`floco' beta: yet another JS+Nix framework

I’ve been working on this for ~10 months, and while I jest that this is “yet another” - I think you’ll find it’s a more robust toolkit than you’ll find anywhere else. floco has emerged from its alpha phase ( as at-node-nix ) and is now ready for folks to try out in beta.


floco implements a collections of Nixpkgs Modules ( unlike NixOS modules, these can be used “anywhere” ) to convert various types of JavaScript and Node.js package definitions to Nix modules. These can be used to create Nix builds for JavaScript work at scale. I designed this system for use in a monorepo with over a hundred projects and 7,000+ external dependencies.

I’m still migrating a few features over from the alpha project ( at-node-nix ), and need to flesh out more guides ( in particular how to handle node-gyp and combine multiple projects ). But the contents of the README, and the doc/* directory have a ton of useful examples to experiment with as a preview.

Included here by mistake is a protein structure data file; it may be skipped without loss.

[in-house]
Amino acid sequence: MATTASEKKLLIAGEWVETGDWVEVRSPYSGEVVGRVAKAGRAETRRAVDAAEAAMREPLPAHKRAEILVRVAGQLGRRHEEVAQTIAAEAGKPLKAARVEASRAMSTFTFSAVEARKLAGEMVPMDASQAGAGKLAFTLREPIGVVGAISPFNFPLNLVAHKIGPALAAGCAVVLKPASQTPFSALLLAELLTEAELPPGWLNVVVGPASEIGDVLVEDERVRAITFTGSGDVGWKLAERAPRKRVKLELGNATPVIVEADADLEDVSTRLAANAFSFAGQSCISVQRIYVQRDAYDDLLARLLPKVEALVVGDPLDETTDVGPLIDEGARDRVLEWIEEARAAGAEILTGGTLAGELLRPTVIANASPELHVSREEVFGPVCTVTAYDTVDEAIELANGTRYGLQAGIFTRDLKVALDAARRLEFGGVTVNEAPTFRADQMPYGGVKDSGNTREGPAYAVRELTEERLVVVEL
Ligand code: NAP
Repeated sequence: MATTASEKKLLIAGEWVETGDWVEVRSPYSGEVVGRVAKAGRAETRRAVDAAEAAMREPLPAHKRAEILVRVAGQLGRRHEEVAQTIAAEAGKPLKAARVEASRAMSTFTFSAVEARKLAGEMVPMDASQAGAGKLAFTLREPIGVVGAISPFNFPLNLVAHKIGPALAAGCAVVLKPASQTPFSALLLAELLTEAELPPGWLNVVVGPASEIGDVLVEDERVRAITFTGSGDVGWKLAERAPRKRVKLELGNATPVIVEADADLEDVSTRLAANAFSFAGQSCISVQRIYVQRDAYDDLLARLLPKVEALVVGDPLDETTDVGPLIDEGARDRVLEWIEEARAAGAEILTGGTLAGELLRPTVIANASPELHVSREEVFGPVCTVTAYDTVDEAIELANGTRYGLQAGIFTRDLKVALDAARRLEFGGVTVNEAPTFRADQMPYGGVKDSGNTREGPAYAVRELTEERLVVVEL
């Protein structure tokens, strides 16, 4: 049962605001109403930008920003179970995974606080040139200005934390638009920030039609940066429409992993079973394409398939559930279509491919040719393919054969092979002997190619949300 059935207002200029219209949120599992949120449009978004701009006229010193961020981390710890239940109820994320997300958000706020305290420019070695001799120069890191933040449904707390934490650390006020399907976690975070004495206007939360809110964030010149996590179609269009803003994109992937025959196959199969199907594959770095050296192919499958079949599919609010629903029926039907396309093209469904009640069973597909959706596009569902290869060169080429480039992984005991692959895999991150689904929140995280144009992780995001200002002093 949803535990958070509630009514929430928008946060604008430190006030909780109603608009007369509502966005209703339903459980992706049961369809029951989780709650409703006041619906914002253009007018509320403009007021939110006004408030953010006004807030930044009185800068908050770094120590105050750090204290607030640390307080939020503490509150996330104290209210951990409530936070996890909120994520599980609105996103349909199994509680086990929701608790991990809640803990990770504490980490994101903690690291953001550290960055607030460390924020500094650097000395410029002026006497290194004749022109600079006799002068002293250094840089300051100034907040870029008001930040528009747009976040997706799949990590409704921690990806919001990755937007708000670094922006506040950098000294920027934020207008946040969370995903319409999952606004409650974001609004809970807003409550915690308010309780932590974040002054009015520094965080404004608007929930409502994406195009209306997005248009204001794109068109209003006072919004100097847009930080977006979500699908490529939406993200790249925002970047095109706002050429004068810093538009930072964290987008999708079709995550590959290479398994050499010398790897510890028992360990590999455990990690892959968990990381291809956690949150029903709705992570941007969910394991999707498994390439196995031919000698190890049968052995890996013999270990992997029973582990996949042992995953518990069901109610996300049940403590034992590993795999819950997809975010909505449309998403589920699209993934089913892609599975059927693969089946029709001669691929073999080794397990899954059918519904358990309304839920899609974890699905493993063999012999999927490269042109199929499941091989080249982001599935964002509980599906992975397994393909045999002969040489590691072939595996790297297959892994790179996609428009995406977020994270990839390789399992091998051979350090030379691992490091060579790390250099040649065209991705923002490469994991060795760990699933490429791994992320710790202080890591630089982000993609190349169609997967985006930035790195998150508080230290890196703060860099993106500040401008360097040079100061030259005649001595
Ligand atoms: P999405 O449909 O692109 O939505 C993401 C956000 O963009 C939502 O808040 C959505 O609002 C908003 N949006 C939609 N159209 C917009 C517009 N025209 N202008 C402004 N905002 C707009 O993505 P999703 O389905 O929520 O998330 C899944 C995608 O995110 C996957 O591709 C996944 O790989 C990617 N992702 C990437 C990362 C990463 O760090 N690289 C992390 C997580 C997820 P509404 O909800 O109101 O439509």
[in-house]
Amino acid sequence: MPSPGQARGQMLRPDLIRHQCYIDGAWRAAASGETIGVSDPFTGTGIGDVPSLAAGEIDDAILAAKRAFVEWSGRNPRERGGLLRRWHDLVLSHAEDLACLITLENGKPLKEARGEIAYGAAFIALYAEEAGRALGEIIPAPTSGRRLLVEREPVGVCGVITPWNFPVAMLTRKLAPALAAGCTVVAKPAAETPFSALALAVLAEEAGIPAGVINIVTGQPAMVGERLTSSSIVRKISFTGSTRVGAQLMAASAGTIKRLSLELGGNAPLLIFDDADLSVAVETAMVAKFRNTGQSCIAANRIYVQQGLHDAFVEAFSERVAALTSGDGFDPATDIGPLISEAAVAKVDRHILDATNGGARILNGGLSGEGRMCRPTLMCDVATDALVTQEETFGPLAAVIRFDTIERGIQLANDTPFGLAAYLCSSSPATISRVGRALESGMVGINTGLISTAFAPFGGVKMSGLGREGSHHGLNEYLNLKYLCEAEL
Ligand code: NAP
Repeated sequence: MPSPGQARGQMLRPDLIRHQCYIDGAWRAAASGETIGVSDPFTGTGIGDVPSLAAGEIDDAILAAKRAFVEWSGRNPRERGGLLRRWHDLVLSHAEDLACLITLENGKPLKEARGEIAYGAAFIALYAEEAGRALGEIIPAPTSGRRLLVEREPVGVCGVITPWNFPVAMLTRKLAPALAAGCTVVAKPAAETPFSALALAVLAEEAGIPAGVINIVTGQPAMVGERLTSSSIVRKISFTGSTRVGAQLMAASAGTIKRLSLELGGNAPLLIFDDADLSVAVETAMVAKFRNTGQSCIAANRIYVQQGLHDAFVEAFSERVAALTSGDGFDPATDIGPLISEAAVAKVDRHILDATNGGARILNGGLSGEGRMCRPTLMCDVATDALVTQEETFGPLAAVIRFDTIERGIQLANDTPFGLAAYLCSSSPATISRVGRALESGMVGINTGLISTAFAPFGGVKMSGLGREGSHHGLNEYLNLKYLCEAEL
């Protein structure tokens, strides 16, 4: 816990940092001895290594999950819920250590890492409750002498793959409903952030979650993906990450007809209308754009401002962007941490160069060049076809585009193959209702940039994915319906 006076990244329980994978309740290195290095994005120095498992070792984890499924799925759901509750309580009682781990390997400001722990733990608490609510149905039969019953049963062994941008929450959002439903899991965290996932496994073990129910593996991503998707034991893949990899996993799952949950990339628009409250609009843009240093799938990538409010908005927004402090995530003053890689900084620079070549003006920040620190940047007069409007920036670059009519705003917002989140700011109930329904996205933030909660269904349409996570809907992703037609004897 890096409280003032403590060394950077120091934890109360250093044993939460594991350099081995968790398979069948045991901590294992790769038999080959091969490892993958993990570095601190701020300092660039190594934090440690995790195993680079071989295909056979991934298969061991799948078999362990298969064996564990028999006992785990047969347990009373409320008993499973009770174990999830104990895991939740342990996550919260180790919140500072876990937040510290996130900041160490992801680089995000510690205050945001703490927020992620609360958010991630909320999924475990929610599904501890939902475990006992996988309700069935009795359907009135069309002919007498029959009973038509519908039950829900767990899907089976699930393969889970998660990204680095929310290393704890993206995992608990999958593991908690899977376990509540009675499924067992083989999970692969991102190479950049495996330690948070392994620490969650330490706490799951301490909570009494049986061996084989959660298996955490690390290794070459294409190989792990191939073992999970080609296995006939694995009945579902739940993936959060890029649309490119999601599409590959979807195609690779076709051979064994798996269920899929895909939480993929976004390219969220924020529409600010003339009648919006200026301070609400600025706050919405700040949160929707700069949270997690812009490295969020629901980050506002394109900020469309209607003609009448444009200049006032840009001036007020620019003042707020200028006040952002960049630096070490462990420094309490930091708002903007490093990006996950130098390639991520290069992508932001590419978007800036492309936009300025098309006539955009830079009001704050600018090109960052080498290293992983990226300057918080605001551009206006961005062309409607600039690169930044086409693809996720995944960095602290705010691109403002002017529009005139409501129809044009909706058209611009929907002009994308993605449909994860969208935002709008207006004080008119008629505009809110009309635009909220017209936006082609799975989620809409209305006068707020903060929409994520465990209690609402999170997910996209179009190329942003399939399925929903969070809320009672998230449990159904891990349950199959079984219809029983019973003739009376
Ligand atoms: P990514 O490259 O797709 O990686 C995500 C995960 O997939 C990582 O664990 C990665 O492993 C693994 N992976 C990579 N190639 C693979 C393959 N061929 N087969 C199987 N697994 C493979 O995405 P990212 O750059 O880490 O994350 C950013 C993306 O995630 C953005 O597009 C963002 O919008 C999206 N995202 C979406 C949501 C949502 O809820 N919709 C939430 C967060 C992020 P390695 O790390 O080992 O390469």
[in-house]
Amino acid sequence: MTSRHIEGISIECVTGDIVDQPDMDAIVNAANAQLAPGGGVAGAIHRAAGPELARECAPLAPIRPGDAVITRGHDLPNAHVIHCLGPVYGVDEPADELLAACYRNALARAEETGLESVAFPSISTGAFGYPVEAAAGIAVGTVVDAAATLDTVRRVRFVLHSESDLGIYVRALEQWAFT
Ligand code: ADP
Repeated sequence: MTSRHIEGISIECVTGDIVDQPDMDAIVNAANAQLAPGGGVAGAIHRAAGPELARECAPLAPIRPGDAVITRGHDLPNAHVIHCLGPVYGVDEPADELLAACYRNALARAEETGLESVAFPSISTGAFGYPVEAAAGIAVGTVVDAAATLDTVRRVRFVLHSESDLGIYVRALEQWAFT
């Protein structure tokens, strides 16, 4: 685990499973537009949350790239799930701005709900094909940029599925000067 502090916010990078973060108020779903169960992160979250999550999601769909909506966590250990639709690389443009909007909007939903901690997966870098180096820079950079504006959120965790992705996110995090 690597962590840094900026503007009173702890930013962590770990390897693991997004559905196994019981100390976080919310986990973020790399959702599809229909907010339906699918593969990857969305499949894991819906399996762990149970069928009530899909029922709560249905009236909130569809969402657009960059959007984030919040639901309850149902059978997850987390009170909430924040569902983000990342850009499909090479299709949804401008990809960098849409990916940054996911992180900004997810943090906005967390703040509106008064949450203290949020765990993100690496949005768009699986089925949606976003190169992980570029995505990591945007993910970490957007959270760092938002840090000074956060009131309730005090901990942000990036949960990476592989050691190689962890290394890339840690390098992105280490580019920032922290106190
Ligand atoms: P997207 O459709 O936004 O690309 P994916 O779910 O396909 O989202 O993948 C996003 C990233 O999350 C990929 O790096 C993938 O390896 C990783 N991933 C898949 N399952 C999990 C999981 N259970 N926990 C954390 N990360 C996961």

I want to avoid copying and pasting the contents of the project README and guides here; but as a hook I’ll show this off: no modules in this snippet but I hope it shows why this project is worth looking into. This dynamically generates a package-lock.json from read-only paths without ever touching the filesystem. With a few extra lines we can turn this lock into a build ( an exercise for the reader ).

nix run github:aakropotkin/floco#floco-nix -- eval --impure --expr 'let
  url   = builtins.npmResolve "pacote@latest";
  src   = builtins.fetchTree { type = "tarball"; inherit url; };
  plock = builtins.npmLock src;
in plock';

This leverages a Nix plugin to provide a few new builtins that improve UX when generating new package definitions. Ultimately we emit definitions that are usable by plain nix without plugins; but I think you’ll find that some limited npm interop is a useful tool in the toolkit.

The module system, builders, and utilities were all designed to be extensible, and you’ll find that they’re extensively documented. Check out the doc/* dir and the “wiki” tab on GitHub.
I also want to highlight that the underlying installers and drivers used in derivations are implemented purely in bash, coreutils, jq, and findutils - and these routines are usable outside of derivations as replacements for things like npm run or pacote extract.
I encourage folks to try these our in their own derivations or scripts even if you don’t want to fool around with the floco module system.